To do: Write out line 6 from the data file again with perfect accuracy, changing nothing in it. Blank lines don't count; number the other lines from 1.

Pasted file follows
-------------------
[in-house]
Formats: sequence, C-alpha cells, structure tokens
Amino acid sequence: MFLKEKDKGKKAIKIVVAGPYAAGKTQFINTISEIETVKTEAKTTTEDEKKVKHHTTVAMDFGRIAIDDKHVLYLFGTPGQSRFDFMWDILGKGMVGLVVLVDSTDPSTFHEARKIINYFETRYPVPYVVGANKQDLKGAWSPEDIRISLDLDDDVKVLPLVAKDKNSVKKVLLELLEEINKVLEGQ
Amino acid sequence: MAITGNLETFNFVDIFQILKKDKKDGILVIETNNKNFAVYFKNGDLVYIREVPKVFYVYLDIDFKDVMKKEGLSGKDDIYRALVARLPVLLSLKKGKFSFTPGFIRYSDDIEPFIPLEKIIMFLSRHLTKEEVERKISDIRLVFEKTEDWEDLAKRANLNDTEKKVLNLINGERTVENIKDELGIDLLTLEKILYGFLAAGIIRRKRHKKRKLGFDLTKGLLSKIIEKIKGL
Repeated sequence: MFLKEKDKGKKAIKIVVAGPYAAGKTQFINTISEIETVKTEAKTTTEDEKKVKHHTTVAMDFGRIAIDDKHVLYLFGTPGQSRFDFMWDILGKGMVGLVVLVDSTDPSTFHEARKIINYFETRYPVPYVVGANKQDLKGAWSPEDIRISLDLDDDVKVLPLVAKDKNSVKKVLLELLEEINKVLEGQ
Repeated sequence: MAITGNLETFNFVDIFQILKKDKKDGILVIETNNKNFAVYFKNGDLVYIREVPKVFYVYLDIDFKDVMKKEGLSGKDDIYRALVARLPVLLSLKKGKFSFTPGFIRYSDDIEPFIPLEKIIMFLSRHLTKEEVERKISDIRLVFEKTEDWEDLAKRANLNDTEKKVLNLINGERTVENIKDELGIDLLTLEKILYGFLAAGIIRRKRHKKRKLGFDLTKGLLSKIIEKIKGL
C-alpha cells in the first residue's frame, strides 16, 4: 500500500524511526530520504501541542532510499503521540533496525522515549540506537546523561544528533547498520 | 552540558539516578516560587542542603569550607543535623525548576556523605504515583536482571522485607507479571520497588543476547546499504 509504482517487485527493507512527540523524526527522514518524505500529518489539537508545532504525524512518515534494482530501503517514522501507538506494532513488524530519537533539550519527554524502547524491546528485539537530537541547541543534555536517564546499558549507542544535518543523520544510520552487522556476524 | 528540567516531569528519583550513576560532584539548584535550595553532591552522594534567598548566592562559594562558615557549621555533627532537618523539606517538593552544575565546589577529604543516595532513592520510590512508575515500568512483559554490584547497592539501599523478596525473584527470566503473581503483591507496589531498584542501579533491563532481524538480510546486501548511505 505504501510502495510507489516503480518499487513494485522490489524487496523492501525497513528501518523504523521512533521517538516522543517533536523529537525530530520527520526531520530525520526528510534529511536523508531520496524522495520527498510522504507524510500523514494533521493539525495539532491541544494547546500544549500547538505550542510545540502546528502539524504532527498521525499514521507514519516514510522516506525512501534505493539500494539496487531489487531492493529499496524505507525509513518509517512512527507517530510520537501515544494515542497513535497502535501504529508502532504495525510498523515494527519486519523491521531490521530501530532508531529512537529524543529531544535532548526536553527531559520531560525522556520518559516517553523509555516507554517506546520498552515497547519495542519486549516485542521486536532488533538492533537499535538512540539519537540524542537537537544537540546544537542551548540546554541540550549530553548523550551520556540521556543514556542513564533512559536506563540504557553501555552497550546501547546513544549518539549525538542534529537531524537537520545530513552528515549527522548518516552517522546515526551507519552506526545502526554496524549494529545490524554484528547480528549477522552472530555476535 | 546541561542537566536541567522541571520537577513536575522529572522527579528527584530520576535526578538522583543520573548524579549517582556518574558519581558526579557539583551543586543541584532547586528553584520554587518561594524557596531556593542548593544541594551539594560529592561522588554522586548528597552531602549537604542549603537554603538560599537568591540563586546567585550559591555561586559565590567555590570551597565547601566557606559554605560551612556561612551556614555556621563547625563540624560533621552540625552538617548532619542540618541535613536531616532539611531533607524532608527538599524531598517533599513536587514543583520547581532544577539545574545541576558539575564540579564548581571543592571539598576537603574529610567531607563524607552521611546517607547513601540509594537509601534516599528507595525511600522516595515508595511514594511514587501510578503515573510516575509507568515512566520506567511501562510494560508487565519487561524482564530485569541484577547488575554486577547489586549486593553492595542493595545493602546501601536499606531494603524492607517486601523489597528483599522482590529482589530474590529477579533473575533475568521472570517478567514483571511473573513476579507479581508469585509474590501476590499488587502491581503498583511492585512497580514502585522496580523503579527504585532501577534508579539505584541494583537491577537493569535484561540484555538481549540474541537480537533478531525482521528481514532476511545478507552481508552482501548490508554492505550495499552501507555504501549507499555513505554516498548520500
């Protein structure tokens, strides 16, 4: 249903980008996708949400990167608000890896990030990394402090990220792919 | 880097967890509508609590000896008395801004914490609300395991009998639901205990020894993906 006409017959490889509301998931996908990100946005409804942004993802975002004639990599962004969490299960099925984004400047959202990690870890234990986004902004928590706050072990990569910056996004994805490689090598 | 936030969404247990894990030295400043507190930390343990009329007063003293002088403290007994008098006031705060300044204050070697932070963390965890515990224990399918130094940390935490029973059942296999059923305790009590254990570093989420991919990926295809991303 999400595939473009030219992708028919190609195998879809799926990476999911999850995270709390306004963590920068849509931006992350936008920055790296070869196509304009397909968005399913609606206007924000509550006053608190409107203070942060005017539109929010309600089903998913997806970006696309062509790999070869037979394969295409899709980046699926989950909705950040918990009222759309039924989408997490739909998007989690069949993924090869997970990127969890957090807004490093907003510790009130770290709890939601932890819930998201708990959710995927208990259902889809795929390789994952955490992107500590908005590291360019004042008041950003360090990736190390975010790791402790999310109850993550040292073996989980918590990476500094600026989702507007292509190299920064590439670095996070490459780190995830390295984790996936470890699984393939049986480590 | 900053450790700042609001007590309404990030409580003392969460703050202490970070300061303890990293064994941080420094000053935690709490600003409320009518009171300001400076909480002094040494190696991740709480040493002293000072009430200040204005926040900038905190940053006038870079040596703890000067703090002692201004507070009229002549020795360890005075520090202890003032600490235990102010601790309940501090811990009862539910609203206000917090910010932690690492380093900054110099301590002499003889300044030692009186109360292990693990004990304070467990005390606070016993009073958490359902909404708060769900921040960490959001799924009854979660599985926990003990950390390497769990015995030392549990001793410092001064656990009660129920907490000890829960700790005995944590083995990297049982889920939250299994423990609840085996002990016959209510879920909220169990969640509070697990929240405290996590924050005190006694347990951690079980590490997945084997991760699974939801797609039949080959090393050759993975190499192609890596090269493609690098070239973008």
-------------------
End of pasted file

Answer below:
Repeated sequence: MAITGNLETFNFVDIFQILKKDKKDGILVIETNNKNFAVYFKNGDLVYIREVPKVFYVYLDIDFKDVMKKEGLSGKDDIYRALVARLPVLLSLKKGKFSFTPGFIRYSDDIEPFIPLEKIIMFLSRHLTKEEVERKISDIRLVFEKTEDWEDLAKRANLNDTEKKVLNLINGERTVENIKDELGIDLLTLEKILYGFLAAGIIRRKRHKKRKLGFDLTKGLLSKIIEKIKGL